Old Havana is the core of the original city of San Cristobal de la Habana, one of the oldest cities founded by Europeans in the western hemisphere. The Spanish established the city in 1519. By the 17th century, it had become one of the Caribbean's main centres for ship-building. Although it is today a sprawling metropolis of 2 million inhabitants, its old centre retains an interesting mix of Baroque and neoclassical monuments, and a homogeneous ensemble of private houses with arcades, balconies, wrought-iron gates and internal courtyards.
Its history spans three principal periods, each of which is clearly reflected in the urban landscape: the Spanish colonial (1519 to 1898), the American neocolonial (1898 to 1959), and the revolutionary (1960 to present). The colonial period, lasting nearly 400 years, gave Havana much of the Spanish colonial architecture that distinguishes it and led the United Nations Educational, Scientific and Cultural Organization (UNESCO) to designate the colonial core of the city, Old Havana, as a World Heritage Site in 1982.
The city's first settlement was constructed on the western edge of Havana Bay. The channel into Havana Bay is flanked by four imposing colonial forts constructed of coral-limestone. Two of these sit at the entrance to the channel: on the north the Castillo del Morro, which now houses a maritime museum, and on the south the Castillo de la Punta, which contains the Museum of Fortifications and Armaments and is also the site of the nightly canon-firing ceremony. Two other forts are sited on the channel: the massive Fortaleza de San Carlos de la Cabaña on the north side, which now houses a museum of ceramic arts, and the Castillo de la Real Fuerza on the south side, which recieved restoration work in the late 1990s.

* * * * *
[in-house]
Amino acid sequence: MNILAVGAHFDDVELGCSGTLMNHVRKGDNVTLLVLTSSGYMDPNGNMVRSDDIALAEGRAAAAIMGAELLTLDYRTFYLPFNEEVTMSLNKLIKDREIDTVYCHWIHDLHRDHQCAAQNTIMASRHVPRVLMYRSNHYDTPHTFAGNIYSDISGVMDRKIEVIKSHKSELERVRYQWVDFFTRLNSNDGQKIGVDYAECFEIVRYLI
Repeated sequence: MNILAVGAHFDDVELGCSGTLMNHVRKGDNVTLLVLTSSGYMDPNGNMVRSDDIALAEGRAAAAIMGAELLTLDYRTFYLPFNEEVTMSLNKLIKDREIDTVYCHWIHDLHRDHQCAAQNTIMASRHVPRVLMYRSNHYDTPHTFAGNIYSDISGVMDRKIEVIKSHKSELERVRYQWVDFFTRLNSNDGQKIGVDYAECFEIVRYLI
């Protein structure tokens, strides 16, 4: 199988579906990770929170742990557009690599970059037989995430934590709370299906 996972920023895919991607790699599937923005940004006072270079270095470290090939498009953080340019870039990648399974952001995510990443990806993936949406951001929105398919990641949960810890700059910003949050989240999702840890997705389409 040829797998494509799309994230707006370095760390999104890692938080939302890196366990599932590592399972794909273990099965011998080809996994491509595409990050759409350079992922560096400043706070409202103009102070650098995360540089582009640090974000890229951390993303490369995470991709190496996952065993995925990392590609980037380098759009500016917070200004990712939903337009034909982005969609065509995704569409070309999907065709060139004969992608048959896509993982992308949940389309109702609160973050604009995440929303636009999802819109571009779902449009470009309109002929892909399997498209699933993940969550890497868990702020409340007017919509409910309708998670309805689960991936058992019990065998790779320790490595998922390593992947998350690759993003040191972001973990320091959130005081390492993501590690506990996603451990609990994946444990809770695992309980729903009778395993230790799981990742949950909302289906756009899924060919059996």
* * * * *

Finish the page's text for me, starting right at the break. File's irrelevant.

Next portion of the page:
The original city focused on the central plaza, the Plaza de Armas. This was a typical pattern of settlement of Spanish colonial cities, with important military, political, and religious buildings constructed within close proximity. The imposing colonial fort, Castillo de la Real Fuerza, lies adjacent to the plaza on the north, the Palacio de los Capitanes Generales, which served as the home of the colony's governors, then later as the presidential palace, the seat of the city's municipal government, and the city museum. The Palacio de Segundo Cabo, originally constructed as a colonial post office in 1772, also sits on the Plaza de Armas.
The Plaza del Catedral just a few blocks from the Plaza de Armas is another important places in Old Havana. Havana's cathedral, known as the Catedral de la Habana or the Catedral de la Concepción Inmaculada, dominates the plaza with its unusual mismatched belfry towers.
The Plaza Vieja, established in 1584, is another major historic landmark of Old Havana. However, in contrast to the other plazas, public and religious architecture are absent. Instead the palatial homes and mansions of the city's colonial elite flank its sides. The Casa de los Condes de Jaruco, has been fully restored and stands as an excellent example of a late colonial mansion.
Like many colonial cities in coastal areas, the Spanish walled the city to protect it from attacks by pirates and foreign powers. Havana's walls were built from 1674 to 1797 and enclosed an area of about 3 sq km (about 1 sq mi). This area defined the extent of Old Havana. The city's walls were torn down in 1863 to accommodate the growing city. The positions of the original Havana city walls are the current boundaries of Old Havana.
Principal attractions in Old Havana:
Explore Old Havana, discover unique colonial architecture and walk around the squares and narrow streets. There is countless restaurants & cafes in Old Havana. The best coffee is serve in "Cafe Escorial" at Plaza Vieja. Discover Camera Obscura - located in Old Havana at the corner of Plaza Vieja on the roof. Visit Museum of Fine Arts at Trocadero street corner of Zulueta & Monserrate. Every evening at 9:00pm "Cañonazo" a canon shot, at the "El Morro" fortress across Havana Bay.
Since 1982 Old Havana is a UNESCO World Heritage Site and the name also refers to one of the municipalities of the city of Havana, Cuba, with the latter's boundaries extending to the south and west beyond the original city.